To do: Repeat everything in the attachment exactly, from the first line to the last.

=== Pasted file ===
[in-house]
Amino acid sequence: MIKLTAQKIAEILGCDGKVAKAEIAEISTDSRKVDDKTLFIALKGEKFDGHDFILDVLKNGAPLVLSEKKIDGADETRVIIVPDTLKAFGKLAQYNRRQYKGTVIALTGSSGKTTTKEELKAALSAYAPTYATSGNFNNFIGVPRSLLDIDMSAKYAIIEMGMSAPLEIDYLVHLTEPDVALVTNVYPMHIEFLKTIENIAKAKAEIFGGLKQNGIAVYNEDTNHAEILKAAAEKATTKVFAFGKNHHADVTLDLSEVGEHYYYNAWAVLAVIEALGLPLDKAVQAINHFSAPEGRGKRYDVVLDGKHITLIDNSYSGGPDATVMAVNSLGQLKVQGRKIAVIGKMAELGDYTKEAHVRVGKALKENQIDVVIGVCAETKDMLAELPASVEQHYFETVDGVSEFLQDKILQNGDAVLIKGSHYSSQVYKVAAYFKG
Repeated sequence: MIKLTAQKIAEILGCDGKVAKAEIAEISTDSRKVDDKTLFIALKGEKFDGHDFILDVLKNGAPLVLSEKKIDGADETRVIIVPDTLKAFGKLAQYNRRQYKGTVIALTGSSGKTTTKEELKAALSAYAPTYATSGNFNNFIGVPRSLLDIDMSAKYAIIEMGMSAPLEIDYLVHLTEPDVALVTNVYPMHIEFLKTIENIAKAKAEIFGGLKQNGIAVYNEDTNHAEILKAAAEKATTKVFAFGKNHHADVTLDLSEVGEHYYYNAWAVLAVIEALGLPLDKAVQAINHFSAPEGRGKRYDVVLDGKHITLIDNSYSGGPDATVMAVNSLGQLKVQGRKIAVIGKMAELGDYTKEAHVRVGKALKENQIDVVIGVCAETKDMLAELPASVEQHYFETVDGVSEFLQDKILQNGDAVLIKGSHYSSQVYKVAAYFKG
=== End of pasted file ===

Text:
[in-house]
Amino acid sequence: MIKLTAQKIAEILGCDGKVAKAEIAEISTDSRKVDDKTLFIALKGEKFDGHDFILDVLKNGAPLVLSEKKIDGADETRVIIVPDTLKAFGKLAQYNRRQYKGTVIALTGSSGKTTTKEELKAALSAYAPTYATSGNFNNFIGVPRSLLDIDMSAKYAIIEMGMSAPLEIDYLVHLTEPDVALVTNVYPMHIEFLKTIENIAKAKAEIFGGLKQNGIAVYNEDTNHAEILKAAAEKATTKVFAFGKNHHADVTLDLSEVGEHYYYNAWAVLAVIEALGLPLDKAVQAINHFSAPEGRGKRYDVVLDGKHITLIDNSYSGGPDATVMAVNSLGQLKVQGRKIAVIGKMAELGDYTKEAHVRVGKALKENQIDVVIGVCAETKDMLAELPASVEQHYFETVDGVSEFLQDKILQNGDAVLIKGSHYSSQVYKVAAYFKG
Repeated sequence: MIKLTAQKIAEILGCDGKVAKAEIAEISTDSRKVDDKTLFIALKGEKFDGHDFILDVLKNGAPLVLSEKKIDGADETRVIIVPDTLKAFGKLAQYNRRQYKGTVIALTGSSGKTTTKEELKAALSAYAPTYATSGNFNNFIGVPRSLLDIDMSAKYAIIEMGMSAPLEIDYLVHLTEPDVALVTNVYPMHIEFLKTIENIAKAKAEIFGGLKQNGIAVYNEDTNHAEILKAAAEKATTKVFAFGKNHHADVTLDLSEVGEHYYYNAWAVLAVIEALGLPLDKAVQAINHFSAPEGRGKRYDVVLDGKHITLIDNSYSGGPDATVMAVNSLGQLKVQGRKIAVIGKMAELGDYTKEAHVRVGKALKENQIDVVIGVCAETKDMLAELPASVEQHYFETVDGVSEFLQDKILQNGDAVLIKGSHYSSQVYKVAAYFKG